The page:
Bludorn, 807 Taft, is slated to open August 21. The new dining destination comes from Chef Aaron Bludorn and wife Victoria Pappas, daughter of one of the Houston restaurateurs behind the prolific Pappas Family Restaurants. Chef Aaron and Victoria met while working at famed Michelin-starred Chef Daniel Boulud’s Dinex Group. Bludorn spent five years as Executive Chef at Cafe Boulud. Now, the couple are opening a sophisticated French-inspired New American restaurant in the 1930s warehouse building which once housed Antone’s Import Company in the 1960s. The landmark has an enviable spot in the heart of the Allen Parkway Corridor, at the axis of downtown, Midtown, Montrose and River Oaks near Buffalo Bayou Park.
Squash blossom are a fleeting and precious culinary delight.
Photo by Julie Soefer
Bludorn’s experience with French techniques will showcase the local seafood, produce and meats of the Gulf Coast with dishes like Gulf Cioppino featuring Gulf seafood in a spicy tomato broth, or Quail wrapped in bacon, finished with rosemary and huckleberry. The kitchen will be open concept, taking center stage along with a raw bar. Natural light will flood the main dining area through steel French doors facing Taft. A patio with lush landscaping will be further beautified by an enormous live oak tree.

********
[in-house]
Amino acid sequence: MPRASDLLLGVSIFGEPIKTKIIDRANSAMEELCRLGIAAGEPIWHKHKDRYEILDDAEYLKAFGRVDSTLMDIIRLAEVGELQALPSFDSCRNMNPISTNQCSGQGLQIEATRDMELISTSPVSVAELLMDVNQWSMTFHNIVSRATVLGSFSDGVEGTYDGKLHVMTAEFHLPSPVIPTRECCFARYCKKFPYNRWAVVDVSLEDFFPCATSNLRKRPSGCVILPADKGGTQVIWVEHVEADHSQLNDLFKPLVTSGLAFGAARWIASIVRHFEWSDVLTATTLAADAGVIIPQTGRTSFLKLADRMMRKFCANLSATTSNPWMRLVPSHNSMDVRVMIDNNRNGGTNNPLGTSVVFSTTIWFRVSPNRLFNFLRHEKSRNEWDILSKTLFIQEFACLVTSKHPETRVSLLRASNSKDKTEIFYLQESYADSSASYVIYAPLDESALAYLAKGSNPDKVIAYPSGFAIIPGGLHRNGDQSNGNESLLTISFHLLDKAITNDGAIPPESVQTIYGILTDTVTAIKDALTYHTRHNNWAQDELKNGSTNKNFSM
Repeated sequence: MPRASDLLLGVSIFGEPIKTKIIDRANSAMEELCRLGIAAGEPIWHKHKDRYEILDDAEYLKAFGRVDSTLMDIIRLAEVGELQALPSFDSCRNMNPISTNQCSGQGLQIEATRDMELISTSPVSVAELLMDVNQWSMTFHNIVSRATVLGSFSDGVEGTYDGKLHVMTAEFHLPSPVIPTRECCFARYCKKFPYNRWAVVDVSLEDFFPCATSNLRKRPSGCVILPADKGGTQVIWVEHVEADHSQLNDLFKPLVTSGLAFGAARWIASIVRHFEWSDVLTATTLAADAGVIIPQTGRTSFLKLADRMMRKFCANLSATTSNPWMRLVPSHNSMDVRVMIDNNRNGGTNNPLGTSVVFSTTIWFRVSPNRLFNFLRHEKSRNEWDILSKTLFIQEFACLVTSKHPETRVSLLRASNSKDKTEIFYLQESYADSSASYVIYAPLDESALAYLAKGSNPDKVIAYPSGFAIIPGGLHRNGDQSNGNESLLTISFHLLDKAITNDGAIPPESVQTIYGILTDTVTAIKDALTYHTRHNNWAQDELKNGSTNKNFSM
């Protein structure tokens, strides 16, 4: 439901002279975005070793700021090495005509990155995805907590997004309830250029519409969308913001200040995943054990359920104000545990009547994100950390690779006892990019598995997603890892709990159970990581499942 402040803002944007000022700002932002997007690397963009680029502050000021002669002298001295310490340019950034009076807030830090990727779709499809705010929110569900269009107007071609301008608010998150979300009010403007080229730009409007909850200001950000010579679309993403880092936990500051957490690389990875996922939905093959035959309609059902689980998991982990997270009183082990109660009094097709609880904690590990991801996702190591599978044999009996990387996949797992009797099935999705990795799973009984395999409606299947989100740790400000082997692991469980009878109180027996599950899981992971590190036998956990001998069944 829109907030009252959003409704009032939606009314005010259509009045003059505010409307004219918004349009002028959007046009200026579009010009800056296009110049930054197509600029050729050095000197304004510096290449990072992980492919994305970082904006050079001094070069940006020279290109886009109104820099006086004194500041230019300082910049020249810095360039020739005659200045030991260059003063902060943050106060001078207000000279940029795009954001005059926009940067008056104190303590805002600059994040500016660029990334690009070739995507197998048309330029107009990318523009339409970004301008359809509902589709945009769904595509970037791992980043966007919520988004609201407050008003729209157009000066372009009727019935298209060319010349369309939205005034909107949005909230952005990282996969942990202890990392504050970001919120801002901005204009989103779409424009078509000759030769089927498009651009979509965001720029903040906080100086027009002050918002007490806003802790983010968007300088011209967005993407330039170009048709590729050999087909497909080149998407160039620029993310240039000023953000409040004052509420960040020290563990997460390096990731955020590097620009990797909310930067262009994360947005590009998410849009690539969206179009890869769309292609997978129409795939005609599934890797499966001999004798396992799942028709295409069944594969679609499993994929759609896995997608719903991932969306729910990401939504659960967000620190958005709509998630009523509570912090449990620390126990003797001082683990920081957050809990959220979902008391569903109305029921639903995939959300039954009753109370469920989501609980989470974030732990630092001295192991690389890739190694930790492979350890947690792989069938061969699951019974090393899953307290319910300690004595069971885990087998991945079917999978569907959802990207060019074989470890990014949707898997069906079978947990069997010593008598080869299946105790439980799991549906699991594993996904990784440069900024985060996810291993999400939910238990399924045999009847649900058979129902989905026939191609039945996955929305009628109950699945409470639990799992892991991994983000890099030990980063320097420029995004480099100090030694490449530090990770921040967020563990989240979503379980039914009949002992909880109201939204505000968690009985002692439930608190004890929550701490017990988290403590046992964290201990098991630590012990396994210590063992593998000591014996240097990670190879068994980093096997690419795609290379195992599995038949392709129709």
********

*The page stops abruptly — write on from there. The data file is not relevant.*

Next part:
The restaurant’s decor showcases natural wood finishes and a neutral color palette with modern touches, while still respecting the building’s period architecture and past history. Guests will enter a foyer with a nine-foot mural by local artist Jonathan Paul Jackson. It depicts the turn-of-the century magnolia groves that once graced the East End.
Bludorn’s interior is sophisticated but casual.
Photo by Julie Soefer
Chef Bludorn has brought in pastry chef Alejandra Salas who has worked in such lauded restaurants as Bar Boulud, Nobu and Thomas Keller’s at The French Laundry. Expect made-to-order beignets, house-made ice creams and seasonal cobblers to be on the sweets menu.
The bar program is a collaboration between Chef Aaron and Victoria with Cafe Boulud’s head barman, Darryl Chan and Pappas Bros. Master Sommelier, Jack Mason. Another Cafe Boulud alum, Cherif Mbodji, will lead the management team.
Homemade cinnamon rolls and croissants are a joyful start to the day.
Photo by Shannon O’Hara
White Elm Cafe and Bakery, 14079 Memorial Drive, opened August 11. The collaboration comes from Bread Man Baking owner, Tasos Katsaounis, Chico Ramirez of Dinner Table Investments and Scott and Stacy Simonson. The Simonsons are the owners of the longtime French fine dining restaurant in Humble, Chez Nous.
The bakery program will be led by Katsaounis, known around town as “Bread Man.” Croissants, scones, muffins and artisan breads will be available for a sit-down breakfast or coffee break and to-go as well. Katsaounis has also drawn on his Greek heritage to include some items on the menu like spanakopita, tiropita and bougatsa, a layered phyllo pastry with vanilla custard and cinnamon powdered sugar. The Simonsons bring their French flavors to the lunch and dinner menu with offerings such as Charred Octopus, the Bistro Filet and Duck Confit Pizza. There’s even a Duck Banh Mi. With their commitment to healthy and natural eating, the Simonsons have also included plenty of vegan and vegetarian options as well. Scott Simonson has curated a wine and beverage menu that leans French, along with beer and cider.